Rep. Coffman Veterans’ Mental Health Bill Passes House

Bill Provides Mental Healthcare Services to ‘At Risk’ Veterans

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Washington, November 7, 2017 | Daniel Bucheli (202-225-7882) | comments

Washington, D.C. – U.S. Representative Mike Coffman (CO-06), a Marine Corps combat veteran and a member of the House Veterans' Affairs Committee, applauded the unanimous passage of his bill: H.R. 918, the ‘Veteran Urgent Access to Mental HealthCare Act’.

Coffman is the sponsor of HR 918 and wrote his bill to require the Veterans’ Affairs (VA) Secretary to provide initial mental health assessments and mental healthcare to veterans with ‘an other than honorable’ discharge’ who have deployed and served in combat zones. Generally, individuals who have such discharges are not eligible for any veteran benefits.

“Today, this House sent a critical message to our men and women in uniform. That message is that you are not alone. We are here to help those suffering from the ‘invisible’ wounds of war. The passage of H.R. 918 is an important bipartisan effort to ensure that our combat veterans receive the mental healthcare services they need. I look forward to working with my colleagues in the Senate to get this bill across the finish line.”  

Coffman decided it was time for an exception to this rule after reviewing a May 2017 Government Accountability Office report which found that 62% of the 91,764 service members separated for minor forms of misconduct from FY2011 – FY 2015 had been diagnosed within two years prior to separation with PTSD, TBI, or other conditions that could be associated with their misconduct.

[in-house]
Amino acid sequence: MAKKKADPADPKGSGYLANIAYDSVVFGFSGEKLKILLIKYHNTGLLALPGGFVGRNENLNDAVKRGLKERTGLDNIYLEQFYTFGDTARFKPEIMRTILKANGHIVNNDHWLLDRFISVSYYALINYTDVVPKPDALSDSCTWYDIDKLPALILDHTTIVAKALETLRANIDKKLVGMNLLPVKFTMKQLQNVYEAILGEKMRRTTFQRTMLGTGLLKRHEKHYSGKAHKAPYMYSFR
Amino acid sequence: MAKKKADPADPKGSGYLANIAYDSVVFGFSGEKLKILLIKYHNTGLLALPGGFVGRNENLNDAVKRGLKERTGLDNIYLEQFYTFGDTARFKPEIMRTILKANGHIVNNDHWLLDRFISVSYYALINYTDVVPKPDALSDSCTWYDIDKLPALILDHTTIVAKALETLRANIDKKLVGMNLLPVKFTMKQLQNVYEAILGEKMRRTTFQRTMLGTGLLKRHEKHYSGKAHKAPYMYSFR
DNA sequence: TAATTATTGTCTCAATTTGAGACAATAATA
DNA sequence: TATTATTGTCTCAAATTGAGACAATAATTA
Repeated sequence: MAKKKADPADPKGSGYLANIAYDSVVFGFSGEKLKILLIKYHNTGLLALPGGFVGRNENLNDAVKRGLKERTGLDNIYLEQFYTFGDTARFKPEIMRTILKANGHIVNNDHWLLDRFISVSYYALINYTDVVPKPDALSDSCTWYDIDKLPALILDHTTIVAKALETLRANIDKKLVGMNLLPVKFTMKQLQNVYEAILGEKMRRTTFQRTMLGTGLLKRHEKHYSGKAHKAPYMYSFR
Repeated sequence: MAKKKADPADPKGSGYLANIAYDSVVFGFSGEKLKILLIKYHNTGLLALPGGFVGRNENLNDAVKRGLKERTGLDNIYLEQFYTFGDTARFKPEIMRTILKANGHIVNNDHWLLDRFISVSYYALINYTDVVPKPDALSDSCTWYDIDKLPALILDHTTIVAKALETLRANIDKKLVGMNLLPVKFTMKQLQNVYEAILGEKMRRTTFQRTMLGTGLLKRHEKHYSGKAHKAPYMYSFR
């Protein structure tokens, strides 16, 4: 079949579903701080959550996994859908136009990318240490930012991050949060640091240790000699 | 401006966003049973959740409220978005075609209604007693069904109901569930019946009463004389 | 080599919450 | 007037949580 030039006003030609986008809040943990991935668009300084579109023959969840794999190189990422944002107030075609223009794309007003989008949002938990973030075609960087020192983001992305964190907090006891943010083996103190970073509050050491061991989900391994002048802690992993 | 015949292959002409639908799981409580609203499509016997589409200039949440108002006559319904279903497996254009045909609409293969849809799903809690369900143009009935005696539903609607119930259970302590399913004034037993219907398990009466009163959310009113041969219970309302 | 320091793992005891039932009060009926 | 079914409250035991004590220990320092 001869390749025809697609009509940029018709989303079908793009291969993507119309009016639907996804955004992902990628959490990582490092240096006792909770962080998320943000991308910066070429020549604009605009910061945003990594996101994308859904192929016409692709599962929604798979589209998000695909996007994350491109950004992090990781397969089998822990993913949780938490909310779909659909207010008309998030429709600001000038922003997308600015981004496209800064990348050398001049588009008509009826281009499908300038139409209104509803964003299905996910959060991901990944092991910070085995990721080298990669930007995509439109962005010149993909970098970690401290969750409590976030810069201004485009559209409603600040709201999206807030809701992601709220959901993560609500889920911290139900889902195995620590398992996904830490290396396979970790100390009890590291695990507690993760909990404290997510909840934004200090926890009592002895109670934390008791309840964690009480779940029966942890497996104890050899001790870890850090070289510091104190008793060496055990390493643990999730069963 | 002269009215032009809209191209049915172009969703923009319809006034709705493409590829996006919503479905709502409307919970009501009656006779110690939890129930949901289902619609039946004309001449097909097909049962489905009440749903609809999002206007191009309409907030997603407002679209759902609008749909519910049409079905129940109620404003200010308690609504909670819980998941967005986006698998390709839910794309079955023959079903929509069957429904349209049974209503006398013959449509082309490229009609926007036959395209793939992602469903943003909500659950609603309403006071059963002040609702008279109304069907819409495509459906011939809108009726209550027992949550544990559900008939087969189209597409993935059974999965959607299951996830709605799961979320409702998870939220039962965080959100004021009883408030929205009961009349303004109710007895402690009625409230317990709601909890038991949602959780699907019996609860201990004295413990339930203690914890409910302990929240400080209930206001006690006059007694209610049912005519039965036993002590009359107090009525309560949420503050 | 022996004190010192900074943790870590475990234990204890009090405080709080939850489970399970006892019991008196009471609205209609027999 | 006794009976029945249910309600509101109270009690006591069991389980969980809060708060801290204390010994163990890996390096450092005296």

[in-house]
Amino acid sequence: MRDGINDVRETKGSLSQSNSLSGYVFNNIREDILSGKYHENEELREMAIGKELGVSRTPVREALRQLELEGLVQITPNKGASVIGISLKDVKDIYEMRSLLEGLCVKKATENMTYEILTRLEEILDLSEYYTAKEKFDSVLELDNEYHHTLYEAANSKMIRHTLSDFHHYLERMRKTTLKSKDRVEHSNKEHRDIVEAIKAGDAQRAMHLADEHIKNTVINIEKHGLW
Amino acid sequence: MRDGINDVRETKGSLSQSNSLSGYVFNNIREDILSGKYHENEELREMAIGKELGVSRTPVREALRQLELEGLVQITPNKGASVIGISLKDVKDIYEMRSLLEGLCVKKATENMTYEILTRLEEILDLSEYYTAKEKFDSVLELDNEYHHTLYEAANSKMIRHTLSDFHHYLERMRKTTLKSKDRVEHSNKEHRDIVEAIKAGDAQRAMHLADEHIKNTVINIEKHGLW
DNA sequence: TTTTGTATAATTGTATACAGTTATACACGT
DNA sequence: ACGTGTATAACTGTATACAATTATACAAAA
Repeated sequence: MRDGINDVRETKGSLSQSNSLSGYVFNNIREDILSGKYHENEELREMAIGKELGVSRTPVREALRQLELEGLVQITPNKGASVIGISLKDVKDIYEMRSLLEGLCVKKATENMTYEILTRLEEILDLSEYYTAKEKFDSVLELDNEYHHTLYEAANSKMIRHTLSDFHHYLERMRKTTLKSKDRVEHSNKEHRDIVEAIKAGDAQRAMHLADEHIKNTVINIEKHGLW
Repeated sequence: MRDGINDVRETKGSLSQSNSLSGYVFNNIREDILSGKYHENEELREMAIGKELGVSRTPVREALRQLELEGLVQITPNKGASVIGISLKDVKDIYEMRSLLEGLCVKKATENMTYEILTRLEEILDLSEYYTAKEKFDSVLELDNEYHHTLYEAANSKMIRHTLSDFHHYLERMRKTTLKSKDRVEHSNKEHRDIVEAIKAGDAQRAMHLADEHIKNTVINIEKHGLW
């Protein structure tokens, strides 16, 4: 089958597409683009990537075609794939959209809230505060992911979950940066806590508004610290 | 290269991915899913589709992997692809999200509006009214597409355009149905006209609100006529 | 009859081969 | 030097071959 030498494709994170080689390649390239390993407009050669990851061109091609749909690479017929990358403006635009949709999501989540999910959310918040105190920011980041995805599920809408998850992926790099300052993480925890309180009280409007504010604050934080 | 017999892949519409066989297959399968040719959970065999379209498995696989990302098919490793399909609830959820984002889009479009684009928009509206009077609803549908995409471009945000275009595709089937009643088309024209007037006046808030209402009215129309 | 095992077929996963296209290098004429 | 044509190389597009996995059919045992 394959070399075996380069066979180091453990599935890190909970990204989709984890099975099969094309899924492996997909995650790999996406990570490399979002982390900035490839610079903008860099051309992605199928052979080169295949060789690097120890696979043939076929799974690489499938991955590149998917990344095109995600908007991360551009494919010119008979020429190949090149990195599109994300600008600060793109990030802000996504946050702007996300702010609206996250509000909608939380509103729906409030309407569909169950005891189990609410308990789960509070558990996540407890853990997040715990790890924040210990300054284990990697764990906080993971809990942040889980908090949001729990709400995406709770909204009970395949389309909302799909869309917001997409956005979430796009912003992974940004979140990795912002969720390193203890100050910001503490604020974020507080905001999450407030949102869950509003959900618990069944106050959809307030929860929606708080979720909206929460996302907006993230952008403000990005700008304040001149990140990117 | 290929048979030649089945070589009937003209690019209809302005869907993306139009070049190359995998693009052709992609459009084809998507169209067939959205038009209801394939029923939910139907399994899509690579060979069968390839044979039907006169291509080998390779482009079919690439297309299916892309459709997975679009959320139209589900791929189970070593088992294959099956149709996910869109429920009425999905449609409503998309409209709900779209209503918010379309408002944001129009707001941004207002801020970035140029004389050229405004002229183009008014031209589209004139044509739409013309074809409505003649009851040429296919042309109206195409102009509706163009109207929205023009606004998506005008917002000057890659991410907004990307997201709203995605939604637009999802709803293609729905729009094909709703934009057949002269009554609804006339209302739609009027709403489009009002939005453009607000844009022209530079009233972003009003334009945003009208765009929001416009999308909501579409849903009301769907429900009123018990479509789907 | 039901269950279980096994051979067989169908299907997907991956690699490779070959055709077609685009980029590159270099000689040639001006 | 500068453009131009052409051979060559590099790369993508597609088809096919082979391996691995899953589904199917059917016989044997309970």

Additionally, the bill requires the VA to establish a formal “character of service” determination process, triggering reviews of the “character of discharge” for potential eligibility of VA benefits. The bill does not extend this benefit to those with Bad Conduct or Dishonorable discharges. 

According to the VA’s 2016 veteran suicide report, an average of 20 veterans per day commits suicide.  However, evidence collected suggests that there is a decrease in rates of suicide among veterans receiving VA health care, as opposed to veterans who do not.

“While the correlation between their mental health condition and minor misconduct could be linked, this made no difference to their ‘character of discharge’. My legislation seeks to correct this. As a Marine Corps combat veteran, I like to live by the rule that ‘we never leave anyone behind.’ concluded Coffman.

For full bill text, click here.

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